I loved "Arrow." I did with all my heart. After getting over Amell's lukewarm acting for the first half of the first season, I fell head over heels in love with everything the show had to offer. The adorable Tommy Merlyn, who [SPOILER!] was mercilessly killed by the end of the season definitely added to my obsession with the show; but it was beyond doubt a group effort. By the end of the second season, I was an unabashed fan who adored the story, the teleplay, the acting, the characters, and everything in between.
Somewhere along the way, "The Flash " began as the first successful spin-off in the CW superhero universe. Like Barry Allen, its title hero, it initially struggled to find its footing. The cast chemistry just wasn't as strong, and the dialogue felt flat. Nonetheless, it provided that same balance of drama and superhero action that "Arrow" did, landing it on the short list of shows both my husband and I enjoyed watching together. You never could think too much when watching "The Flash." It's designed to thrive under a willful suspension of disbelief. Since it usually airs a day early and scratches that "Arrow" itch, Jim and I just started calling it "a lesser Arrow" and stayed happy campers.
Just then, over in Arrowland, season three happened.
Why? "Arrow" writers, why?
In an almost 180-degree turn, Arrow gathered everything that had made it amazing - balanced characters, sharp writing, implied moral themes, daunting villains, and touching family ties - and burnt it up on a funeral pyre. Taking cues from Tumblr accounts more than common sense, the show dived headfirst into soap opera territory. The wise, caring computer genius Felicity Smoak became reduced to the center of a superhero love triangle (pyramid, if you count her fleeting moment with Barry) whose only job is to cry every episode. Thea Queen, Oliver's sole remaining blood relative, got pushed aside only to be brought up for props from time to time. Malcolm Merlyn was promoted to series regular only to appear even less significantly than he did in season one. As for Oliver himself? He was given a gazillion goodbye scenes with Felicity to give teenage fangirls sufficient material for angsty Olicity youtube videos.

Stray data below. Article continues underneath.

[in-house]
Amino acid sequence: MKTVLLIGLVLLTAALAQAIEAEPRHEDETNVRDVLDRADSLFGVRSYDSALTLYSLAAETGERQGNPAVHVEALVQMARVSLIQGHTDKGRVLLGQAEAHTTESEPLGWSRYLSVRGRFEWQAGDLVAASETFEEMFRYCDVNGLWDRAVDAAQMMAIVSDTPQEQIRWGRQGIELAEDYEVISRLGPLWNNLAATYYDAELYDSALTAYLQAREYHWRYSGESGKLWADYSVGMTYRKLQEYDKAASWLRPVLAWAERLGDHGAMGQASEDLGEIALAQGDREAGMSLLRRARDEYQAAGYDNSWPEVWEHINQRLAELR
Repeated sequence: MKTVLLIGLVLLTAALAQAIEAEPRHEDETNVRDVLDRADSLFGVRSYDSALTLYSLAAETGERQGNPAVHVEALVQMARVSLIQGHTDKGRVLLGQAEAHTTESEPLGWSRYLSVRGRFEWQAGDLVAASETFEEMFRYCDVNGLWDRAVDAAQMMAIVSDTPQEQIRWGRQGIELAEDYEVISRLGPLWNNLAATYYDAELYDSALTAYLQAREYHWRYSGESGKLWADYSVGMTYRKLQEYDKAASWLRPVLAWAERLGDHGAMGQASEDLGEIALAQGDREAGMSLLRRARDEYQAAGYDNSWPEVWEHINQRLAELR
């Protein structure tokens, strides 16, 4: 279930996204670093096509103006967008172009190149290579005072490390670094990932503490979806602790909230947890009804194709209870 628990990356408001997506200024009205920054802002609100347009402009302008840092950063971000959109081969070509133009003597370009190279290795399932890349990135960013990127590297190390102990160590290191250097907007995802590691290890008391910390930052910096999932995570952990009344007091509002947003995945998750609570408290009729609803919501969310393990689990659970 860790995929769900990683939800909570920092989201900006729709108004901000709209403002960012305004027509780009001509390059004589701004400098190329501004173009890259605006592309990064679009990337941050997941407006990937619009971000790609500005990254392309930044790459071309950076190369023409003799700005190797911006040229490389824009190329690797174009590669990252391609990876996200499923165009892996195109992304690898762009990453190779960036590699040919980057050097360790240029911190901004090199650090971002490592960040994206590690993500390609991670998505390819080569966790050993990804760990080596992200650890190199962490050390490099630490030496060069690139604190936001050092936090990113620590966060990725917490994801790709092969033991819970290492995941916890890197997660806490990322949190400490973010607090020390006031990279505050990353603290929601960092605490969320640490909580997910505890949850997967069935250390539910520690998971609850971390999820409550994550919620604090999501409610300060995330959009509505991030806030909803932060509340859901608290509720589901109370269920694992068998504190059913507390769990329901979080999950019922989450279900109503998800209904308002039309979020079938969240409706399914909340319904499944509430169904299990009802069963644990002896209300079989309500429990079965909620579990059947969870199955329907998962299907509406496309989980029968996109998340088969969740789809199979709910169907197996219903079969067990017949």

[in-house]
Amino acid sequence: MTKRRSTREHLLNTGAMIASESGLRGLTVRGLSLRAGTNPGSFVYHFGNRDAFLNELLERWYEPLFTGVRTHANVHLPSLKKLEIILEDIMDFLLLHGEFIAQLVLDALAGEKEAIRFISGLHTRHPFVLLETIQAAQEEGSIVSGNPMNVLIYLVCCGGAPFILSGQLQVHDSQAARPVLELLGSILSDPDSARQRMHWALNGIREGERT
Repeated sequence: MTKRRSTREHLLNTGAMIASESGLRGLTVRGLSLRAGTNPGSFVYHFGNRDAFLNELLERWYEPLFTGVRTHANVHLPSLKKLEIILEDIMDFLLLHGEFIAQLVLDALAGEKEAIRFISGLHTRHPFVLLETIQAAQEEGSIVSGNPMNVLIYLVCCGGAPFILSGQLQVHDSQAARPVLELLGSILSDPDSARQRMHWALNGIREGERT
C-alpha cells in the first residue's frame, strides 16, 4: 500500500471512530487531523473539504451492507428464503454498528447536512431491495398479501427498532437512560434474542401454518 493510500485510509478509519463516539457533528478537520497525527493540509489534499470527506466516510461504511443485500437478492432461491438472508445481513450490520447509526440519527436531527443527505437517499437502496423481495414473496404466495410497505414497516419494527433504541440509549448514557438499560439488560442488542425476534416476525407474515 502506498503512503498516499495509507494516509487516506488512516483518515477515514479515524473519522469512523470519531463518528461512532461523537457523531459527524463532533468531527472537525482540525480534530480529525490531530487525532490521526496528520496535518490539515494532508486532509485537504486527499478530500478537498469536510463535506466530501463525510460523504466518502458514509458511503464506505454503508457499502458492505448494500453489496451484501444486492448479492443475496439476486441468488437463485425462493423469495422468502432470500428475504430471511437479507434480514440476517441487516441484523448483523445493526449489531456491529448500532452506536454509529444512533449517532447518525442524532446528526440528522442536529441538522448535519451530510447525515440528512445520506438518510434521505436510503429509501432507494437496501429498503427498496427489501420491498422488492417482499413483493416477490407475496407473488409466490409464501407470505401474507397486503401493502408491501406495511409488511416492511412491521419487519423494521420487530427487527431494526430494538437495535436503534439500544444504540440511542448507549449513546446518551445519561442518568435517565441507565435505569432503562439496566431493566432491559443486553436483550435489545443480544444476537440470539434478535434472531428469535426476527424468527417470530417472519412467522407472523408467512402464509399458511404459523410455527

While "Arrow" was plunging into flames, "The Flash" was making its climb at a slow and steady pace. Leaving the initially less-than-stellar acting behind, the cast members have come together to form a very good team with a very good energy. Brandon Routh said as much about his "Arrow" character Ray Palmer (who is the only good thing about season three) fitting in much better with the happier environment on "The Flash." The happier environment itself is a feat. Metahumans are, after all, much more dangerous than the druglords and occasional visiting assassins at Starling City.
You don't forget your first love. I won't ditch "Arrow" just yet. Yes, Olicity shippers have brainwashed the producers. Yes, Ra's al Ghul has been a pathetic plot device more than the venomous killer of lore. And yes, I now watch with more complaints than gasps of awe. I'll stick around just a little more.
But dear "Arrow" writers, please do not screw up season four. Or, soon enough, we'll be calling you "a lesser Flash."